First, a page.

The Elements of the Hebrew Language

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John Taylor, Bookseller and Publisher to the University of London, 1832 - Hebrew language - 95 pages

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OCLC: 32956995
Related Subjects: Hebrew language -- Grammar -- Study and teaching.

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Page 86 - Let there be an expanse in the midst of the waters, and let it divide between the waters in the waters. 7 And God made the expanse, and divided between the waters which were under the expanse, and between the waters which were above the expanse: and it was so. 8. And God called the expanse heaven.
Page 78 - ... why its authors have employed so many signs, or why they have, in many instances, preferred one set of accents to others of the same value. To give even an abridged statement of the contradictory opinions on this subject would require more space than my limits would allow, and a minuteness of detail wholly inconsistent with the object of an elementary work.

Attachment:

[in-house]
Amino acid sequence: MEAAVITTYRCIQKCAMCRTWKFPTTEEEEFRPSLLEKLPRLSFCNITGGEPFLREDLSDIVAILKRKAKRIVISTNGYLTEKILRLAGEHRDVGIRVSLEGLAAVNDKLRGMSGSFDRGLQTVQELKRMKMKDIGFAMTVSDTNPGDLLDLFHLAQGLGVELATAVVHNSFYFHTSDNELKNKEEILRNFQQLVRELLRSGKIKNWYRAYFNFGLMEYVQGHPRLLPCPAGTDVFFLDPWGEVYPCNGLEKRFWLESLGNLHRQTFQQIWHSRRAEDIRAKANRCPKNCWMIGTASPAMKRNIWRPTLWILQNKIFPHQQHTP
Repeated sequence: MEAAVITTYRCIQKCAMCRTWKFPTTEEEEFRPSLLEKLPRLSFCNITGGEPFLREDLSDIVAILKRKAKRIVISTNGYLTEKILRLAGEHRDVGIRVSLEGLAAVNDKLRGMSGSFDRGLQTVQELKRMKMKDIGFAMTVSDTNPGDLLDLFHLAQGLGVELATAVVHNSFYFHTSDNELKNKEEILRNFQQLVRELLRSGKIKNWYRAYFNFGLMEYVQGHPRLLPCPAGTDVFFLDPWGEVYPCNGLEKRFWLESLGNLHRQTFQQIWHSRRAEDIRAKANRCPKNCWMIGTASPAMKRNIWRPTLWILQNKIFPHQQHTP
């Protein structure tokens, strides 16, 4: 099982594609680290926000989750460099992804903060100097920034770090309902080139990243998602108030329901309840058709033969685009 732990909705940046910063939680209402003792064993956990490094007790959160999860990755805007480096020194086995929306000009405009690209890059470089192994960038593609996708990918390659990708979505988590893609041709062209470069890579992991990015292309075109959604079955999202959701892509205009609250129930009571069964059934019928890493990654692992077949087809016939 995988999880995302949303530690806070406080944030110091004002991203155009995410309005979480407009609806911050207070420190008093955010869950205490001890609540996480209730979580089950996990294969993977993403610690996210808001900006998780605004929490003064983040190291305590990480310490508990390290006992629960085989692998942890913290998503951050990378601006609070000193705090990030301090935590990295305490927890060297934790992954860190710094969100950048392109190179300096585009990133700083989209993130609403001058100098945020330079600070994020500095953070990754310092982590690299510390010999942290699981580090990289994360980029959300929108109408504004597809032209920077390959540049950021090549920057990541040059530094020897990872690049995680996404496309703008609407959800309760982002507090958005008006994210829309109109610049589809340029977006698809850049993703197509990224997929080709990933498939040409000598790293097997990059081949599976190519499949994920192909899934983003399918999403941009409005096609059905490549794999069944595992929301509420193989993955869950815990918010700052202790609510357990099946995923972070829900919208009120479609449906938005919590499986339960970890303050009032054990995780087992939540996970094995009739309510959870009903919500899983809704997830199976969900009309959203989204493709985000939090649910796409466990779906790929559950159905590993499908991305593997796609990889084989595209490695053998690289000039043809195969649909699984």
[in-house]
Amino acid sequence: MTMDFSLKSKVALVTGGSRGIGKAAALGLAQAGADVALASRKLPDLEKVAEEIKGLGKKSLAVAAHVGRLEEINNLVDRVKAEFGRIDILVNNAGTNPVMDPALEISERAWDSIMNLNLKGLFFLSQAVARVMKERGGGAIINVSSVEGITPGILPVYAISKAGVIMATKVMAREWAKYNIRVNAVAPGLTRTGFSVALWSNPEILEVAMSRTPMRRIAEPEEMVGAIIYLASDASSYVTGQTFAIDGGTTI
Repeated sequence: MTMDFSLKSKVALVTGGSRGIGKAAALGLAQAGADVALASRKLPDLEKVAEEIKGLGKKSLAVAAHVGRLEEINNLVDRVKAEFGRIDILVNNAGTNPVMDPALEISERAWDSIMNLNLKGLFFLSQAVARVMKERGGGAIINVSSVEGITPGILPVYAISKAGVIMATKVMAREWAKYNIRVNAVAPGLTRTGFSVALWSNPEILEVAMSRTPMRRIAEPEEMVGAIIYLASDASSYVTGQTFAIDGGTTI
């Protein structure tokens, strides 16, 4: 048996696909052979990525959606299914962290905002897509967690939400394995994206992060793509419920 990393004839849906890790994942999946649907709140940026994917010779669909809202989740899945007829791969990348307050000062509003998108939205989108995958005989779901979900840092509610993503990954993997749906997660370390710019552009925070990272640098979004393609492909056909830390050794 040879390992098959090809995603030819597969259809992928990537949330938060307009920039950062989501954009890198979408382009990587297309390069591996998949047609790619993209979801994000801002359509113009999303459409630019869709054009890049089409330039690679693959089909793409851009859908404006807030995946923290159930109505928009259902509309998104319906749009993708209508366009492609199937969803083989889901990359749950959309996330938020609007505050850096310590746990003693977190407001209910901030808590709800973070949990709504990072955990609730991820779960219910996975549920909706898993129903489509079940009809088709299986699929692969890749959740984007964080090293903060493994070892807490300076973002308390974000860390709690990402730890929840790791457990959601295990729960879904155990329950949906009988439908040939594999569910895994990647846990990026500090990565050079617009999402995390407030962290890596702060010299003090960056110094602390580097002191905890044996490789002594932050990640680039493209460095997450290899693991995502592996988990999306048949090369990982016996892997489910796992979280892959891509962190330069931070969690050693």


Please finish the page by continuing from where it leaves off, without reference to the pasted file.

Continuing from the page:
Page 80 - But one of the principal uses of the accents is to point out the syllable on which the stress of the voice is to be laid.
Page 8 - ... verbs in all places of the theme ; thus it may be the first, second, or third radical, and may be pointed in each situation. The y in Hebrew phonetics is treated in one way by Jewish Hebrew scholars, and in another way by Christian Hebrew scholars. Professor Hurwitz says...
Page 89 - ... had considered it as separated from the following clauses,* and that the sense is as given in the Established Version, viz.- — ' And the sons of Jacob came out of the field when (or, as soon as) they heard it: and the men, Sfc. 6.— TVtt l^nte nn-nS nan1! (Gen. viii. 2,) might either signify 'and behold a torn olive leaf in her mouth,' — or, 'and behold an olive leaf torn (ie pluckt off) ivith her mouth.

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